History says Trump’s low approval score is unlikely to move

What’s the purpose: In theory, we have five months to the general election, where the president has a lot of time to change. Indeed, horse racing polling sometimes varied considerably between this point and Election Day.

However, the presidential approval notes have not made many transitions from June to the Election Day historically.

At this point, it seems likely that Trump’s approval rate will be 50% south, and the net approval score (approval – rejection) will be negative when people vote. Given the strong link between approval ratings and chances of re-election, this should be deeply uncomfortable for Trump.

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In the polling age (since 1940), there are 13 presidents serving for another term. I compared the average Gallups (or Public Research Office in 1944) for each of these presidents. June approval rating and their estimated approval degree Election day.

The average president saw the change of approval grade only 3 points from now until the election. This brings Trump to the mid 40s at best. Trump’s approval rating was similar in the 2018 midterm exams, when his party lost control of the House.

Net approval ratings tell the same story. The average president received only 6 points from this point on his net approval grade change. Trump’s net approval rating, considering that low- and middle-aged teens are negative, a 6-point improvement will lower him with a clear confirmation of -7 to -10 points on Election Day. Again, it’s about where it was in the 2018 midterm exams.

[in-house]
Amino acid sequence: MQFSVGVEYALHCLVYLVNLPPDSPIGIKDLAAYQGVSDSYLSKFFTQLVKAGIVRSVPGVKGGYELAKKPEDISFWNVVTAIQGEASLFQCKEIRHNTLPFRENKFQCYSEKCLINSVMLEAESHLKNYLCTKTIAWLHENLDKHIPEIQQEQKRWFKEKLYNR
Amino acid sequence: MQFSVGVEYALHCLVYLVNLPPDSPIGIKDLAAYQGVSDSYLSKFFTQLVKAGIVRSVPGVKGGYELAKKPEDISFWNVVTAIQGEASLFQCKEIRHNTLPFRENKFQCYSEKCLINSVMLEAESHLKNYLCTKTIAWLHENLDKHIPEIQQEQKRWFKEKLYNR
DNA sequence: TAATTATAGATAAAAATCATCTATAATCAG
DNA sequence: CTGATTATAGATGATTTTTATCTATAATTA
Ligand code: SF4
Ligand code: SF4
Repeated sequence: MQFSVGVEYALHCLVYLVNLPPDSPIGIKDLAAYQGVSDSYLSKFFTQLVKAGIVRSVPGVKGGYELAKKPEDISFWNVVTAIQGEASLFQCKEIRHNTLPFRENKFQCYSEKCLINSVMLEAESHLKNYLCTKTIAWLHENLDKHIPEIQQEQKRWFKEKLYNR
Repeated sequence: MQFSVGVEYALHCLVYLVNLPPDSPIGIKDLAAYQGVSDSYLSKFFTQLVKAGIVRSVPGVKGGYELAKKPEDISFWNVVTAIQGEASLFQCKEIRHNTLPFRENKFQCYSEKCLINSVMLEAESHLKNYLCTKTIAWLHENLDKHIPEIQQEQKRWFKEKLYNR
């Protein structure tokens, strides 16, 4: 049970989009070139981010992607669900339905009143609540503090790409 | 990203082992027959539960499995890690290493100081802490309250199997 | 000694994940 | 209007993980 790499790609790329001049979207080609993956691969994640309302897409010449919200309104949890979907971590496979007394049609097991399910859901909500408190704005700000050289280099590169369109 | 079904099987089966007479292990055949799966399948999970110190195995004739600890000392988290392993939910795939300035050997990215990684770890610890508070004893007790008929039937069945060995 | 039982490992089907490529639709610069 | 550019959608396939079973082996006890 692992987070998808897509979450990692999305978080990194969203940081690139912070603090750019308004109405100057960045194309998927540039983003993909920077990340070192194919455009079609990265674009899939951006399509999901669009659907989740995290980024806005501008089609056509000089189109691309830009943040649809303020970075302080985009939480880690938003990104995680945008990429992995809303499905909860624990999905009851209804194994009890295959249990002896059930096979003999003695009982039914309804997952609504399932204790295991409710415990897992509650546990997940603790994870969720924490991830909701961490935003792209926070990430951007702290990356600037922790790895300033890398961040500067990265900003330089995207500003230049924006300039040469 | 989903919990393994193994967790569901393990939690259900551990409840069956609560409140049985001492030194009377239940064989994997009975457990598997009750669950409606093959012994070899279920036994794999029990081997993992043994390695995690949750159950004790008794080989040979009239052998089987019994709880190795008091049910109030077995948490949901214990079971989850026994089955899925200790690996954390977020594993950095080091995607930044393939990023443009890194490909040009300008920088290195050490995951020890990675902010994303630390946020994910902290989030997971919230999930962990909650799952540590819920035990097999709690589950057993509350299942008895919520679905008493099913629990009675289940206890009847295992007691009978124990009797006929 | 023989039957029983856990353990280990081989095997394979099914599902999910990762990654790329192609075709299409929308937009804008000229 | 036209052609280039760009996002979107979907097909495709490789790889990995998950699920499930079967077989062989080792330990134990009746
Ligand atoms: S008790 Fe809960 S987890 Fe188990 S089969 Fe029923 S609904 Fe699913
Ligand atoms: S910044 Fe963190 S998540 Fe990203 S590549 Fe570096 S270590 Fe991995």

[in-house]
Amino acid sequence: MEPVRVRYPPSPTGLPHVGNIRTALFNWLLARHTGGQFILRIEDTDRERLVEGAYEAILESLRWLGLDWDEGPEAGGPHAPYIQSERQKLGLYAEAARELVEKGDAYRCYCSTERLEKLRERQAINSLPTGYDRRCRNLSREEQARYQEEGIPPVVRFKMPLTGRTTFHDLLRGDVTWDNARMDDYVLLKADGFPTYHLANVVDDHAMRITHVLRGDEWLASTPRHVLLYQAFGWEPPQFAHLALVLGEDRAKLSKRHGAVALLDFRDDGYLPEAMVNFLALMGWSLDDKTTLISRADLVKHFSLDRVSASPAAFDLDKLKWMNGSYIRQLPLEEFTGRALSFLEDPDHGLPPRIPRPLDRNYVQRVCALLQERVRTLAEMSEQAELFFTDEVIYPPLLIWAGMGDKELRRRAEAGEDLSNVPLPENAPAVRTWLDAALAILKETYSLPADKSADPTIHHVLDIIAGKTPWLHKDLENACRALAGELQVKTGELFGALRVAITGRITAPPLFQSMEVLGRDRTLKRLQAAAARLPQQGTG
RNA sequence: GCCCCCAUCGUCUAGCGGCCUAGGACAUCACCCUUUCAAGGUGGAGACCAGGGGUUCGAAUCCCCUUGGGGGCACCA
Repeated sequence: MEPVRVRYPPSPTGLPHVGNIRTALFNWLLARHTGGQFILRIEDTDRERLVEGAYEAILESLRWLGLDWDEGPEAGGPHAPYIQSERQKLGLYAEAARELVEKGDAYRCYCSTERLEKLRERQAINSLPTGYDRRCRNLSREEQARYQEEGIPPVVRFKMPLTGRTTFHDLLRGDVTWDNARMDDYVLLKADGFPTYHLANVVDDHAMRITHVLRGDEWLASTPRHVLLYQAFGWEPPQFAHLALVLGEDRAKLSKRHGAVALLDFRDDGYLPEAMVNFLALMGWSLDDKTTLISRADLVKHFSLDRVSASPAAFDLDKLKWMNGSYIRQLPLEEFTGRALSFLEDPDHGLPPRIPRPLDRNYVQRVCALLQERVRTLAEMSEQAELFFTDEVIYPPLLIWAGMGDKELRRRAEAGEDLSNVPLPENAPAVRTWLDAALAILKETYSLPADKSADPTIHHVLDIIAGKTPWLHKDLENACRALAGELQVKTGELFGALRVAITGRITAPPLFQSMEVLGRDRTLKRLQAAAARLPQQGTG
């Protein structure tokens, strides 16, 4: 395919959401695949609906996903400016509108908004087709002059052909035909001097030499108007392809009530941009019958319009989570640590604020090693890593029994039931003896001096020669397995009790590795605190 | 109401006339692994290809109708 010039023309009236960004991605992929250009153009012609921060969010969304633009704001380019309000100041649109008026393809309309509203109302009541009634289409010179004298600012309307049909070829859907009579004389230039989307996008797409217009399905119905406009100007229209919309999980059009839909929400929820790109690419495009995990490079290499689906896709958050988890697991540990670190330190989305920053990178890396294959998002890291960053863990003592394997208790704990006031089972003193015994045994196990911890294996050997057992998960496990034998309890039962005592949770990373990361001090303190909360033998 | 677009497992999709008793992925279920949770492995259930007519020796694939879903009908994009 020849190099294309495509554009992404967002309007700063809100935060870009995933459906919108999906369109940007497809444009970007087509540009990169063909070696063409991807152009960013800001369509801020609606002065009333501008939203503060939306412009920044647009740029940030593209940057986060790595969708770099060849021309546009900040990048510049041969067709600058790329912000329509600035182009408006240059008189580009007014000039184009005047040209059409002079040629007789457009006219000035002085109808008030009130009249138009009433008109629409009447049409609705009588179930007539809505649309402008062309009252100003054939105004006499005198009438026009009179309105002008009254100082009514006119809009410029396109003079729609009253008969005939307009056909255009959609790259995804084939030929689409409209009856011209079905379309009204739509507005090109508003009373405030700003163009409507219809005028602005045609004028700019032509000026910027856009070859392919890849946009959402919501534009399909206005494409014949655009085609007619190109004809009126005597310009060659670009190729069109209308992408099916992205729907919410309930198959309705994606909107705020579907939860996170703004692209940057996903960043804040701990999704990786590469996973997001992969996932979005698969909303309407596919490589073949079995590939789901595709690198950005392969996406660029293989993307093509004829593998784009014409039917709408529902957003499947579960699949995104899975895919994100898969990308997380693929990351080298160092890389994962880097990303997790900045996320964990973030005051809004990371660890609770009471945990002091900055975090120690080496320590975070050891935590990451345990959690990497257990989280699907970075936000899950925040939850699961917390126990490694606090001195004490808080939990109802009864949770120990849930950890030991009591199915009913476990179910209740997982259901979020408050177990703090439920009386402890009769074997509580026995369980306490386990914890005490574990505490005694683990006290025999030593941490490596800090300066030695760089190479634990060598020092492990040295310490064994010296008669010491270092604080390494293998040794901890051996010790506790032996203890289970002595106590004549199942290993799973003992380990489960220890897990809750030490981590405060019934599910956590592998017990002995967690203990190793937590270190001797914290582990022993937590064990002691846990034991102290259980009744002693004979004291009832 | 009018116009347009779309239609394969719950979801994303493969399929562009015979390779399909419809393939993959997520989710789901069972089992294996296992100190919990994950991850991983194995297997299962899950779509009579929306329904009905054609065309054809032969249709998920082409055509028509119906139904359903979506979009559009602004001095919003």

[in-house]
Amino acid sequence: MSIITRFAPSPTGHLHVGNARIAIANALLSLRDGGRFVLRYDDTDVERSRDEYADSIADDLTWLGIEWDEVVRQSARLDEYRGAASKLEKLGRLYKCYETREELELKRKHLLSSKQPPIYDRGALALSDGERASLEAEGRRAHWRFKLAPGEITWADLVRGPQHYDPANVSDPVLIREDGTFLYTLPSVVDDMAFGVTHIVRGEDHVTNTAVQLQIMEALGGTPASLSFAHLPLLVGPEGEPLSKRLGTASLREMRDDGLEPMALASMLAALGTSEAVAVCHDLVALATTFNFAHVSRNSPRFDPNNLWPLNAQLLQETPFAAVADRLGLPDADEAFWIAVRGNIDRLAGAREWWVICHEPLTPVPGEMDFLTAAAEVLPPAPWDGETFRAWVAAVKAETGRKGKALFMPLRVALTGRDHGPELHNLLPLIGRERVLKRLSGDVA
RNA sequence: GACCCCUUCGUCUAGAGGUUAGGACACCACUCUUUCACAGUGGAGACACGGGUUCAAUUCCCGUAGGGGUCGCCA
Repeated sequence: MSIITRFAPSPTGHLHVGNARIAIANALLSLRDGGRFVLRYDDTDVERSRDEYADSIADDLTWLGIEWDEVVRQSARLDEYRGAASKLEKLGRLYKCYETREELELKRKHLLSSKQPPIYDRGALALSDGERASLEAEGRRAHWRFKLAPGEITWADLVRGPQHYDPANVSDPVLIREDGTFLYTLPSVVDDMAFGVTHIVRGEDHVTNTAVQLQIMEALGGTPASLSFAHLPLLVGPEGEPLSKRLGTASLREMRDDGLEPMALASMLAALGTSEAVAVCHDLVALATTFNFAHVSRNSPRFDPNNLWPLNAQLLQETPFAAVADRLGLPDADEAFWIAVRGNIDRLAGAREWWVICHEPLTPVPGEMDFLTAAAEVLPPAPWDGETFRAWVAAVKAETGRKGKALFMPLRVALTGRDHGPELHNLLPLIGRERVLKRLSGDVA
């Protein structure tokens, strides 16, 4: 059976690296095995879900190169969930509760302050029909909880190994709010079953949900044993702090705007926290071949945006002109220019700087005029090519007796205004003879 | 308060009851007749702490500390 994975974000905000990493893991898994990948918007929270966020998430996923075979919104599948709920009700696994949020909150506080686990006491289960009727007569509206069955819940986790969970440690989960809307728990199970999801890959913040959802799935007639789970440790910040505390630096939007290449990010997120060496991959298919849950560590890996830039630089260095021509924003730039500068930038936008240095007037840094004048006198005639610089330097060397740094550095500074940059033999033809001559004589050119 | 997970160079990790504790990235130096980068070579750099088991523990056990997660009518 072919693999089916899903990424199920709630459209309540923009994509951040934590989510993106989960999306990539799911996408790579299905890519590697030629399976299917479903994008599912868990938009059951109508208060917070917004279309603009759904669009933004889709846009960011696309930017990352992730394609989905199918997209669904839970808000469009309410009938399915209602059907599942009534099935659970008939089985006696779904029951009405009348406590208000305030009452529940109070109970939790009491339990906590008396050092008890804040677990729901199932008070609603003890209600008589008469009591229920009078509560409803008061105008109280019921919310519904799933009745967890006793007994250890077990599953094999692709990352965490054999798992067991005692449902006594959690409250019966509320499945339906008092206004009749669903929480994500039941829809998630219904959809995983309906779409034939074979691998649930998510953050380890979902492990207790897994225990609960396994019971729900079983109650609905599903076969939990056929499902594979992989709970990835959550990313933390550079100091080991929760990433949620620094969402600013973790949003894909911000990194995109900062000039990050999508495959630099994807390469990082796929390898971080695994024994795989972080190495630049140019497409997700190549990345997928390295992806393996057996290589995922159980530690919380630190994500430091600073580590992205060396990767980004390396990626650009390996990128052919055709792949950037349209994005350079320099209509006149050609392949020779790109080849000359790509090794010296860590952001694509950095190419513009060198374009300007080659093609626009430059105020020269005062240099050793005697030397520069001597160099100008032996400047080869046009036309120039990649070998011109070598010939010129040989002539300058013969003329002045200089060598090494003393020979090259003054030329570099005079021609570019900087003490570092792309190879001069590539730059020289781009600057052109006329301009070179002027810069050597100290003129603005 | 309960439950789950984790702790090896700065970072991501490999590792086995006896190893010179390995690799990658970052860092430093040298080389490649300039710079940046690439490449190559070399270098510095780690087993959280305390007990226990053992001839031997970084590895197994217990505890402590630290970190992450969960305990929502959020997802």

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However, Trump is not over yet. It is possible for a president’s grades to change. Harry Truman saw a 20-point increase in net approval grade in the last five months of the 1948 campaign. On the other hand, Lyndon Johnson’s net approval score dropped about 15 points in the last months of the 1964 elections.

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However, we are only talking about two out of 13 people whose net approval rating is more than 10 points in the last five months of the campaign. One of these went in the wrong direction for the president. Trump needs a net approval rating to climb more than 10 points to achieve a positive net approval rating.

Trump’s fate against ex-Vice President Joe Biden will not be perfectly associated with his approval rating, but will be highly relevant. our Last CNN / SSRS surveyMore than 90% of Trump approvers said they would vote for Trump. More than 90% of the disapproved said that they would vote for Biden.
A prediction before FiveThirtyEight’s Nate Silver He stated that a president with a 40% approval rating in June before the elections had only 20% chance of winning the upcoming elections. Jibes with this much more sophisticated models considering some indicators.

Could Trump be one of 20%? Frankly. Do not round 20% to 0%.

Still, don’t forget Trump’s degree of approval. it was more stable more than any president in front of you. There is no particularly strong reason to think that it will achieve a higher increase than the average in the confirmation note and therefore the chances of re-election.
Trump’s inability to move his own numbers is probably the reason Biden is after him. Biden’s being less defined than Trump and Biden’s dragging down may be the only chance Trump has to win.

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About the Author: Abbott Hopkins

Analyst. Amateur problem solver. Wannabe internet expert. Coffee geek. Tv guru. Award-winning communicator. Food nerd.

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